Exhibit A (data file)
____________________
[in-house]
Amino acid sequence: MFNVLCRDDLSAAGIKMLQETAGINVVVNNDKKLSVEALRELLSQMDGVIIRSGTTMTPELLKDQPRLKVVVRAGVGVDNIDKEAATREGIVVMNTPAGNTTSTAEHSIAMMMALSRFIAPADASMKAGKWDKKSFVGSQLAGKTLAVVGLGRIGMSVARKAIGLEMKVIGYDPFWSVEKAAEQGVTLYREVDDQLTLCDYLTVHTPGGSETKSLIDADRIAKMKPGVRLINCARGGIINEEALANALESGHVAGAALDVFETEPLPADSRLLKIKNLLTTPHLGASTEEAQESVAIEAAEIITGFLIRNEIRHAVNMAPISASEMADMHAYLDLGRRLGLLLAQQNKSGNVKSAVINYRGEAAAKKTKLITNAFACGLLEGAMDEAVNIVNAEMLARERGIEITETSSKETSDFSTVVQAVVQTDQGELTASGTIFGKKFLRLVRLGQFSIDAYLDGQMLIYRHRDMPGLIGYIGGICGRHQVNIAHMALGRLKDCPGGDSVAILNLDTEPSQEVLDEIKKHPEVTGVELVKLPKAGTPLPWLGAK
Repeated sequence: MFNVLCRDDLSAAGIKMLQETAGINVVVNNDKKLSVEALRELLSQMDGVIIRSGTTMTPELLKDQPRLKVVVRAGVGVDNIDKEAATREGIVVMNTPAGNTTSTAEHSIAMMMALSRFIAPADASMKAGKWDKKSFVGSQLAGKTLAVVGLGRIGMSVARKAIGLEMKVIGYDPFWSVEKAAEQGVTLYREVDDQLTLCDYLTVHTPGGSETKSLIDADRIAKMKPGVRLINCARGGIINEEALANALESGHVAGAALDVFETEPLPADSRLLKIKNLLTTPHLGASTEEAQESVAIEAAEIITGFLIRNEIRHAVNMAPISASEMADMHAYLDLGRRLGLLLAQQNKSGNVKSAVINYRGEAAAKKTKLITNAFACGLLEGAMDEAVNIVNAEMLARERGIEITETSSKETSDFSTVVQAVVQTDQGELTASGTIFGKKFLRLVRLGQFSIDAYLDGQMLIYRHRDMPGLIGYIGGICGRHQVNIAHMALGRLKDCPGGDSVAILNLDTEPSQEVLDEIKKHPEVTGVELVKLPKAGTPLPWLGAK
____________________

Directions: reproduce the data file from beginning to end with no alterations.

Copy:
[in-house]
Amino acid sequence: MFNVLCRDDLSAAGIKMLQETAGINVVVNNDKKLSVEALRELLSQMDGVIIRSGTTMTPELLKDQPRLKVVVRAGVGVDNIDKEAATREGIVVMNTPAGNTTSTAEHSIAMMMALSRFIAPADASMKAGKWDKKSFVGSQLAGKTLAVVGLGRIGMSVARKAIGLEMKVIGYDPFWSVEKAAEQGVTLYREVDDQLTLCDYLTVHTPGGSETKSLIDADRIAKMKPGVRLINCARGGIINEEALANALESGHVAGAALDVFETEPLPADSRLLKIKNLLTTPHLGASTEEAQESVAIEAAEIITGFLIRNEIRHAVNMAPISASEMADMHAYLDLGRRLGLLLAQQNKSGNVKSAVINYRGEAAAKKTKLITNAFACGLLEGAMDEAVNIVNAEMLARERGIEITETSSKETSDFSTVVQAVVQTDQGELTASGTIFGKKFLRLVRLGQFSIDAYLDGQMLIYRHRDMPGLIGYIGGICGRHQVNIAHMALGRLKDCPGGDSVAILNLDTEPSQEVLDEIKKHPEVTGVELVKLPKAGTPLPWLGAK
Repeated sequence: MFNVLCRDDLSAAGIKMLQETAGINVVVNNDKKLSVEALRELLSQMDGVIIRSGTTMTPELLKDQPRLKVVVRAGVGVDNIDKEAATREGIVVMNTPAGNTTSTAEHSIAMMMALSRFIAPADASMKAGKWDKKSFVGSQLAGKTLAVVGLGRIGMSVARKAIGLEMKVIGYDPFWSVEKAAEQGVTLYREVDDQLTLCDYLTVHTPGGSETKSLIDADRIAKMKPGVRLINCARGGIINEEALANALESGHVAGAALDVFETEPLPADSRLLKIKNLLTTPHLGASTEEAQESVAIEAAEIITGFLIRNEIRHAVNMAPISASEMADMHAYLDLGRRLGLLLAQQNKSGNVKSAVINYRGEAAAKKTKLITNAFACGLLEGAMDEAVNIVNAEMLARERGIEITETSSKETSDFSTVVQAVVQTDQGELTASGTIFGKKFLRLVRLGQFSIDAYLDGQMLIYRHRDMPGLIGYIGGICGRHQVNIAHMALGRLKDCPGGDSVAILNLDTEPSQEVLDEIKKHPEVTGVELVKLPKAGTPLPWLGAK